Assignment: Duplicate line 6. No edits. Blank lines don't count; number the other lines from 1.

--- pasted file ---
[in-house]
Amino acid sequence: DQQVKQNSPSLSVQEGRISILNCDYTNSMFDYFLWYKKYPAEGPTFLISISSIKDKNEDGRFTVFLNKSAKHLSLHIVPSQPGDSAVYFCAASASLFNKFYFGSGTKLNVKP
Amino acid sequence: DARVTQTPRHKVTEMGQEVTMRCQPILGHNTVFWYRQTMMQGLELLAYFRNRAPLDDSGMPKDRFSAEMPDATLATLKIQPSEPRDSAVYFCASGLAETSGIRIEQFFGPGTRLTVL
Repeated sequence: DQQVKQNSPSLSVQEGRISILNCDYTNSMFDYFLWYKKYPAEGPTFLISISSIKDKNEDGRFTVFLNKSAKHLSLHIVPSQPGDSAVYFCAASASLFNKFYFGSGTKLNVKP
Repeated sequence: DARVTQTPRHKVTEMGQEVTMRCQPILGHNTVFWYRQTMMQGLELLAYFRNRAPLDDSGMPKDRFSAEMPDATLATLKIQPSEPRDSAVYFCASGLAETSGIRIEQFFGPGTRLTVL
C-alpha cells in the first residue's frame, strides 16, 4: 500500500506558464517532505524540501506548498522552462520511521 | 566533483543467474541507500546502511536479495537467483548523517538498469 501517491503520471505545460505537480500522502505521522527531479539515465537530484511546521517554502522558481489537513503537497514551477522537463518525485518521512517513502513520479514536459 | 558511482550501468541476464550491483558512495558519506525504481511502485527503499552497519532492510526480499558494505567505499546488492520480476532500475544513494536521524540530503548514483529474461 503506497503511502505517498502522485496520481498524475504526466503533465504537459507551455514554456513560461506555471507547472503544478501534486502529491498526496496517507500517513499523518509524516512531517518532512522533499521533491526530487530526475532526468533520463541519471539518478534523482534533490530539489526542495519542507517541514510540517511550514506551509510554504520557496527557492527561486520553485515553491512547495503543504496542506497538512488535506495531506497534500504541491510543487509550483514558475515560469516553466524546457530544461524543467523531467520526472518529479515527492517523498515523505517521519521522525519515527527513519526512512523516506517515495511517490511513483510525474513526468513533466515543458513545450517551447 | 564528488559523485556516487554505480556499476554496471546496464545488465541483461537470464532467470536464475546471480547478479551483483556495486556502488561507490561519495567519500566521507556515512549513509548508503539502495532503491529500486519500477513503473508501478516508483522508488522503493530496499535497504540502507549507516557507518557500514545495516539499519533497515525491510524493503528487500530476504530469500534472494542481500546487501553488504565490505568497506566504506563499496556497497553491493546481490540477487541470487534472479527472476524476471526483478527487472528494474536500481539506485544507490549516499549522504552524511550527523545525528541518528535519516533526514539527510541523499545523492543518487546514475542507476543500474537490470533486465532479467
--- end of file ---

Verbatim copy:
C-alpha cells in the first residue's frame, strides 16, 4: 500500500506558464517532505524540501506548498522552462520511521 | 566533483543467474541507500546502511536479495537467483548523517538498469 501517491503520471505545460505537480500522502505521522527531479539515465537530484511546521517554502522558481489537513503537497514551477522537463518525485518521512517513502513520479514536459 | 558511482550501468541476464550491483558512495558519506525504481511502485527503499552497519532492510526480499558494505567505499546488492520480476532500475544513494536521524540530503548514483529474461 503506497503511502505517498502522485496520481498524475504526466503533465504537459507551455514554456513560461506555471507547472503544478501534486502529491498526496496517507500517513499523518509524516512531517518532512522533499521533491526530487530526475532526468533520463541519471539518478534523482534533490530539489526542495519542507517541514510540517511550514506551509510554504520557496527557492527561486520553485515553491512547495503543504496542506497538512488535506495531506497534500504541491510543487509550483514558475515560469516553466524546457530544461524543467523531467520526472518529479515527492517523498515523505517521519521522525519515527527513519526512512523516506517515495511517490511513483510525474513526468513533466515543458513545450517551447 | 564528488559523485556516487554505480556499476554496471546496464545488465541483461537470464532467470536464475546471480547478479551483483556495486556502488561507490561519495567519500566521507556515512549513509548508503539502495532503491529500486519500477513503473508501478516508483522508488522503493530496499535497504540502507549507516557507518557500514545495516539499519533497515525491510524493503528487500530476504530469500534472494542481500546487501553488504565490505568497506566504506563499496556497497553491493546481490540477487541470487534472479527472476524476471526483478527487472528494474536500481539506485544507490549516499549522504552524511550527523545525528541518528535519516533526514539527510541523499545523492543518487546514475542507476543500474537490470533486465532479467